SUV Mega-Test: Buick Rainier, Chevrolet Trailblazer, Ford Explorer, Honda Pilot, Jeep Grand Cherokee, Mitsubishi Endeavor, Nissan Pathfinder, and Toyota 4Runner

Glenn Paulina
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Ford Explorer XLT 4x4

Driver Side Front View

Let's get right to our conclusion on the Ford Explorer: We all agreed when one tester said, "It feels like a really good four-year-old SUV." This is logical, since this is exactly what it is. To be clear, our conclusion was uttered without any hint of condescension. The fact remains that the Explorer is still really good.

It's easy to understand why one might approach the Explorer with some skepticism. Open the door and you're met by a tall, wide dash and an oppressively high cowl. It screams old-Detroit so strongly that it's hard not to expect the moves of an old Detroit pickup. Then you start driving and you're struck by body control and handling that rank right near the top of our group. The Explorer initially feels big, but it seems to shrink around you as you drive.

Rear Interior View

It's in the engine bay that the Explorer begins to shows its age. Of the four V-8's in this test, the Explorer's 4.6-liter mill is the smallest, and its output (239 hp and 282 lb-ft of torque) ranks at the bottom. It seems to generate as much induction roar as it does forward progress. It's even outgunned by most of the six-cylinders in this group. The Explorer XLT 4x4 starts at $32,675. Adding options like a power moonroof ($850), Ford's safety canopy air bags ($560), an audiophile in-dash six-CD stereo ($510), and the third-row seat package ($795), and our as-tested price reached $38,215--squarely in the middle ground. Though suspension and powertrain updates are coming for 2006, today's Explorer still displays rock-solid capabilities in a simple, straightforward package.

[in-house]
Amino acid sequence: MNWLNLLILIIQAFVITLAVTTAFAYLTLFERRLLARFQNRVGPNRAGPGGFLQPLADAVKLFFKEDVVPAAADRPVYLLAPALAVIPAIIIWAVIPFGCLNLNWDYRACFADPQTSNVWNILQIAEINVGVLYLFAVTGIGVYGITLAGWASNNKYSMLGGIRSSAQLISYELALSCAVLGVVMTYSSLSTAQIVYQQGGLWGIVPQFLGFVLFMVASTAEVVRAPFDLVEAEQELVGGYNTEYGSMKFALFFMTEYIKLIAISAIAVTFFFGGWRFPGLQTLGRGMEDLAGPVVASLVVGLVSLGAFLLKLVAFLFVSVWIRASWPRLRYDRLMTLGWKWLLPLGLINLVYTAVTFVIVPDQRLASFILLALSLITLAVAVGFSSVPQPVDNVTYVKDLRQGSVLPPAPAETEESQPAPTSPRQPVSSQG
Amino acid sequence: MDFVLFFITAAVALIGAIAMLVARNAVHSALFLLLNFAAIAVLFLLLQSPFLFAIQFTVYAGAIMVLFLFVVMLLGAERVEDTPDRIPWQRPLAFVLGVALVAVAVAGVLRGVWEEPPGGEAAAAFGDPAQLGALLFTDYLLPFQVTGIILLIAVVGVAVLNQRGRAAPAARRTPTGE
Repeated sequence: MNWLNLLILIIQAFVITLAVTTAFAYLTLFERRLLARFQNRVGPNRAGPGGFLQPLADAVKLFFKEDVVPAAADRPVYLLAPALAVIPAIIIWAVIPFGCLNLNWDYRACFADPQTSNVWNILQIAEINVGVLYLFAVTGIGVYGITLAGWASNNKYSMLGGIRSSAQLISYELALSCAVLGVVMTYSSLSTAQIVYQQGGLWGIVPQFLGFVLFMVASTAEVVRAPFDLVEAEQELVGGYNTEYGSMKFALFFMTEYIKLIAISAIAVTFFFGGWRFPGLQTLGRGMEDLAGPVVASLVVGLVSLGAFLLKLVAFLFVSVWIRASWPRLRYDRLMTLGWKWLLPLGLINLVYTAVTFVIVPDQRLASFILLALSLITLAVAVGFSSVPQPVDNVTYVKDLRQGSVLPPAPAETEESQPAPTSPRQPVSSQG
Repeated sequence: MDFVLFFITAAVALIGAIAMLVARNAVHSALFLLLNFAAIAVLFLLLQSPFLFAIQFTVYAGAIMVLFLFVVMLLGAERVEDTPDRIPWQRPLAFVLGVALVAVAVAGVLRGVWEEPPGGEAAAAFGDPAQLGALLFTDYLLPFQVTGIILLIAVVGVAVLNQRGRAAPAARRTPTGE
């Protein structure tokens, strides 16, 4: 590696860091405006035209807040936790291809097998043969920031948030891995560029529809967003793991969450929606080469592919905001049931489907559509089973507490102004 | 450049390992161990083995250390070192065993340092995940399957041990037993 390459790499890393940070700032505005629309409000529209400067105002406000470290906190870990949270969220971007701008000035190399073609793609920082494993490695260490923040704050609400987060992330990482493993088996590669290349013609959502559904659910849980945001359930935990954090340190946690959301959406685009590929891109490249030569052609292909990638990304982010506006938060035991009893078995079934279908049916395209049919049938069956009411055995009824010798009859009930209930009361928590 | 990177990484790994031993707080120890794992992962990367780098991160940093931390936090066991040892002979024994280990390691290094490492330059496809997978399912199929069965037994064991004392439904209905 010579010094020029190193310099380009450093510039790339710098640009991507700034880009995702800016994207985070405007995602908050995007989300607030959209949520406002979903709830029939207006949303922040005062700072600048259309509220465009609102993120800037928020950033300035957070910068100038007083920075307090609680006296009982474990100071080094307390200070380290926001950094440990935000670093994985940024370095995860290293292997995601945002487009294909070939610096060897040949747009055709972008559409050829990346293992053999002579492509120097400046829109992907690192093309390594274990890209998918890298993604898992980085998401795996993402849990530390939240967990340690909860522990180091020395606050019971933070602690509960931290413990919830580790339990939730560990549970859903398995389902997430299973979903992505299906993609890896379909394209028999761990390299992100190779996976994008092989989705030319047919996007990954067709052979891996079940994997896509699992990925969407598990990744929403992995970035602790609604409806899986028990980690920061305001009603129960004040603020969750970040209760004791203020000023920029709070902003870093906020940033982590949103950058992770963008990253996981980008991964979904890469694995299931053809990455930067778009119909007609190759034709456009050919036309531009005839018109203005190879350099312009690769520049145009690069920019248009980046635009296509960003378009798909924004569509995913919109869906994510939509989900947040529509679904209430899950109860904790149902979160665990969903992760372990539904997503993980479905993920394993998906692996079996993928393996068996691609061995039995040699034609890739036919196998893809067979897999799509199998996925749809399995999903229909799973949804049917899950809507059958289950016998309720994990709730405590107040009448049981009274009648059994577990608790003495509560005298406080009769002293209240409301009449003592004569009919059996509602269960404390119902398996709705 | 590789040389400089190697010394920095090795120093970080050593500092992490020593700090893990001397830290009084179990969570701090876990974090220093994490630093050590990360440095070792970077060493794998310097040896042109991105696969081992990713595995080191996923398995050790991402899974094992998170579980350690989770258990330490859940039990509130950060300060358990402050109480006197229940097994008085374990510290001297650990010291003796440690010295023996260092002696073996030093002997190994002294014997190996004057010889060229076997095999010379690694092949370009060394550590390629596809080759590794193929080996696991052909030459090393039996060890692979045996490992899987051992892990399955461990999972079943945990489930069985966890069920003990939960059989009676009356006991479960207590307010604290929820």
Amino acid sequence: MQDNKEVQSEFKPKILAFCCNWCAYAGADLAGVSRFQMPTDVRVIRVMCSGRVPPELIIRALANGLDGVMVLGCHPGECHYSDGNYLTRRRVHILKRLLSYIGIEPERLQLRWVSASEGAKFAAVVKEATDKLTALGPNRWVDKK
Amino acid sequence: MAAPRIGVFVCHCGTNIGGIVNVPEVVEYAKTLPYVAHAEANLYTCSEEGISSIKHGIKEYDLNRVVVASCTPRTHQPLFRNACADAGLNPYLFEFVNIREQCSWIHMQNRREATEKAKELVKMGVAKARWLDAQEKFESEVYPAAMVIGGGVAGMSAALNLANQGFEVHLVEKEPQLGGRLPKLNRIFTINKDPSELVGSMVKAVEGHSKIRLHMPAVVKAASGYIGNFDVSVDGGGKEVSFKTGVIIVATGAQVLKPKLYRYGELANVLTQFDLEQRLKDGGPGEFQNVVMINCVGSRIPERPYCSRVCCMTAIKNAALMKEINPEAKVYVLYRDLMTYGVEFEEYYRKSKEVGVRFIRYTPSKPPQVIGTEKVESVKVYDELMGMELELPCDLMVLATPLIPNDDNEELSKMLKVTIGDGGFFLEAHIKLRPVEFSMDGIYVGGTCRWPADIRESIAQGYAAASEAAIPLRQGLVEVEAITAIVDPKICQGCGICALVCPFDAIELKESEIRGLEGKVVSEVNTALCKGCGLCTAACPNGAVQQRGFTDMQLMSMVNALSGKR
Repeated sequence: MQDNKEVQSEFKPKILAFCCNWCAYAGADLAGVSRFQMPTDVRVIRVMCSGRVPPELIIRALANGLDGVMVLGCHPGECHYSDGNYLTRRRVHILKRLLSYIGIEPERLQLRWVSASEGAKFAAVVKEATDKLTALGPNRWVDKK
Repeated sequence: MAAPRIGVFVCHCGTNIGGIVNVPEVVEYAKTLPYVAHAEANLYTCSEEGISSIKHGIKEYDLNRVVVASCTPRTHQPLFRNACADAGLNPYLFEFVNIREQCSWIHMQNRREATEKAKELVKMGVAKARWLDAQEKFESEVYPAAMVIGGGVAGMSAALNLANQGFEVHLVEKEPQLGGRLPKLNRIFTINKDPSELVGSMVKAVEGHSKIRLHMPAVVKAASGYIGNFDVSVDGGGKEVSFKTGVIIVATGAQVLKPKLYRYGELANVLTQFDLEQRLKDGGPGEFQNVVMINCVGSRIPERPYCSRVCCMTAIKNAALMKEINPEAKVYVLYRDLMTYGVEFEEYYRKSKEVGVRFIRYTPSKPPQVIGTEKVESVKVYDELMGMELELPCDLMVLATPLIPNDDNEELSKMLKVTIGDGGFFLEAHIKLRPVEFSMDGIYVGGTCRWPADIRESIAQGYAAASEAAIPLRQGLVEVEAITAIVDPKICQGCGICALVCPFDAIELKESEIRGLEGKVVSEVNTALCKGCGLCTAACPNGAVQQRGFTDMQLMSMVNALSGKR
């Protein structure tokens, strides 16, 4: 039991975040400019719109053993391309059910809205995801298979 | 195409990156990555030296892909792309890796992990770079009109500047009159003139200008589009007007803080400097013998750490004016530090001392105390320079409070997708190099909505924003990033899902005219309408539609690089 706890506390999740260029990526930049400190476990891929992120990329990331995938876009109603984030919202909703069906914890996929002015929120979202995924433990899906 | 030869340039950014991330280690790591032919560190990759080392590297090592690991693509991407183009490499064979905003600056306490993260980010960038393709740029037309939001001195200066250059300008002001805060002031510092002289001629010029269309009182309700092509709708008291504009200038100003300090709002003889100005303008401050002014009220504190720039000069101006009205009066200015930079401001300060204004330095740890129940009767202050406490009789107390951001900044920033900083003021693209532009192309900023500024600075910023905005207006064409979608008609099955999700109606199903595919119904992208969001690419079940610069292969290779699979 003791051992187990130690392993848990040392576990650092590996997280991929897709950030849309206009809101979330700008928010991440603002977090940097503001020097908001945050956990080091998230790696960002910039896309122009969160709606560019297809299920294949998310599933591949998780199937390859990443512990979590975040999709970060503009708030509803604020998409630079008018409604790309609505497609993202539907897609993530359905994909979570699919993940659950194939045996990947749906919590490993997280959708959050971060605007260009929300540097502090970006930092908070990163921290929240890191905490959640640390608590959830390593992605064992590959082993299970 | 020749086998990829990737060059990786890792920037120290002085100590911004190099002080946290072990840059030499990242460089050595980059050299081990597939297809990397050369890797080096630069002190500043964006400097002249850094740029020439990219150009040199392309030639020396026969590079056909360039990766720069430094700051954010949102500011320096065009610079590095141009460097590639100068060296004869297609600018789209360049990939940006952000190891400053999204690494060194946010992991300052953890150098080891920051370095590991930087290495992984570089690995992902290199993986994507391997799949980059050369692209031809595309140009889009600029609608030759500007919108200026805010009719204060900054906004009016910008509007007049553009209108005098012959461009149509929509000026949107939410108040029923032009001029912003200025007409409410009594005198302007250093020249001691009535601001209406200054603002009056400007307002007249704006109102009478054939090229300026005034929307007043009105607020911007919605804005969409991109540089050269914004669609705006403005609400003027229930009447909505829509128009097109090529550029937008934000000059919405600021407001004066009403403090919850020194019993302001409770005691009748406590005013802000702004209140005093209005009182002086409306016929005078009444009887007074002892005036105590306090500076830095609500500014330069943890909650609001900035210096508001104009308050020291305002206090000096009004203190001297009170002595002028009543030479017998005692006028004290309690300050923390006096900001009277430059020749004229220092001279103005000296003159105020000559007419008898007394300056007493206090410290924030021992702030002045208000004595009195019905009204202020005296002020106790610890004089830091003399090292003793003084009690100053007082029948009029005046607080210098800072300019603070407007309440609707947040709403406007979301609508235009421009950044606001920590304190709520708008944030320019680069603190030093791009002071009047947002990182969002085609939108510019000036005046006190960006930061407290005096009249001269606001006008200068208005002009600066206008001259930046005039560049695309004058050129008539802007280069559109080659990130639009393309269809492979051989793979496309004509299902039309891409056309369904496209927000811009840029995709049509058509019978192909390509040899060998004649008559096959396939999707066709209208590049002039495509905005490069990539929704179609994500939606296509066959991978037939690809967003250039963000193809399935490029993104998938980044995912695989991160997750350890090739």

Nissan Pathfinder LE 4X4

Full Front Dirt View

The Pathfinder is the newest model in this test. The fact that our test subject was technically still a prototype was moot since everything felt nicely screwed together. The Pathfinder's clean, geometric design theme was everyone's favorite, looking aggressive without trying too hard. The cabin is tastefully designed, with fake wood trim that looked better than the real stuff in the Buick. Add the Pathfinder's fine outward visibility (marred only by a too-small rear wiper), and you have a very nice driving environment.

The Pathfinder has one of the more stiffly sprung suspensions in our group--showing its tough truck roots--but it has enough compliance dialed in to avoid choppiness. The stout foundation keeps body roll in check and puts it among the best handlers in the segment. There is no V-8 option, but the 4.0-liter unit that generates 270 hp and a fat 291 lb-ft of torque is the most powerful six-cylinder in the group. Just as with the Titan pickup, Nissan has created a package that measures up nicely in specification, performance, and sheer presence.

Front Interior View

A 4x4 Pathfinder XE starts at a low $26,650, but the model we tested was a top-of-the-line LE. This gave us heated leather seats, side-impact and supplemental roll-over air bags, a six-CD Bose stereo with subwoofer, DVD entertainment system with wireless headphones, and GPS Navigation, all for $38,910. For a mere $700 more than the Explorer, this well-optioned Pathfinder represents a strong value for such a handsomely fresh take on the seven-seat, mid-size SUV.

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